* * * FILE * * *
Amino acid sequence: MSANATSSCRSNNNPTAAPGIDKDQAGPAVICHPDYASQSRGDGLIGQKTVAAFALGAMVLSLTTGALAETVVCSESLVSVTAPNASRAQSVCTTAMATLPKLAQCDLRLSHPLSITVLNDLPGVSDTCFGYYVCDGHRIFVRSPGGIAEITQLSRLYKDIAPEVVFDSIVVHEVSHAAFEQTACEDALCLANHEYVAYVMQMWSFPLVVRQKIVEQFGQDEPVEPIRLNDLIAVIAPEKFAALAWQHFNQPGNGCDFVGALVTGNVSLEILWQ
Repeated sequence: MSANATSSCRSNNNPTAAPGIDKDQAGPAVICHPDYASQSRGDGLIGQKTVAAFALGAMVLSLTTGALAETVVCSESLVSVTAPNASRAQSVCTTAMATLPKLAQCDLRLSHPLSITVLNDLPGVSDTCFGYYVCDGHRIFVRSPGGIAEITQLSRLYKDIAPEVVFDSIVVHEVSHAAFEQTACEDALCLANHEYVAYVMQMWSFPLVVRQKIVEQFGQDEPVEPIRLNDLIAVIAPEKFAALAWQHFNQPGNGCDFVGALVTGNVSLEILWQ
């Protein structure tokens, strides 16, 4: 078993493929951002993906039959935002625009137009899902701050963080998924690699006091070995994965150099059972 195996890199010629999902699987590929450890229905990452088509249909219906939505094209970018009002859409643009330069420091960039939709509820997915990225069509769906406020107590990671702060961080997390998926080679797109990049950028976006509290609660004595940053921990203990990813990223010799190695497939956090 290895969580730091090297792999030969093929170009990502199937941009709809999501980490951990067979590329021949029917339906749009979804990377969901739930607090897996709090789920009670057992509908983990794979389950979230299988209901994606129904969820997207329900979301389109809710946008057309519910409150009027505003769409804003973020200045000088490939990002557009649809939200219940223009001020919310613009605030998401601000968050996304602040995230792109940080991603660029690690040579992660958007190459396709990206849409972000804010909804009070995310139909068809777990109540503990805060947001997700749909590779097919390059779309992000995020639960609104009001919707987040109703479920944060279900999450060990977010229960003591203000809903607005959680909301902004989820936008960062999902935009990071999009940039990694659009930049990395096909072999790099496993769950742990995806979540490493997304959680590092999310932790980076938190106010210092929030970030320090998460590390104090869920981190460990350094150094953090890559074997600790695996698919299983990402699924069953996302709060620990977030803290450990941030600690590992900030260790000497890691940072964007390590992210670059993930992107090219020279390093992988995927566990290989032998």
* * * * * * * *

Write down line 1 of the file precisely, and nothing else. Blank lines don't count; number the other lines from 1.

Amino acid sequence: MSANATSSCRSNNNPTAAPGIDKDQAGPAVICHPDYASQSRGDGLIGQKTVAAFALGAMVLSLTTGALAETVVCSESLVSVTAPNASRAQSVCTTAMATLPKLAQCDLRLSHPLSITVLNDLPGVSDTCFGYYVCDGHRIFVRSPGGIAEITQLSRLYKDIAPEVVFDSIVVHEVSHAAFEQTACEDALCLANHEYVAYVMQMWSFPLVVRQKIVEQFGQDEPVEPIRLNDLIAVIAPEKFAALAWQHFNQPGNGCDFVGALVTGNVSLEILWQ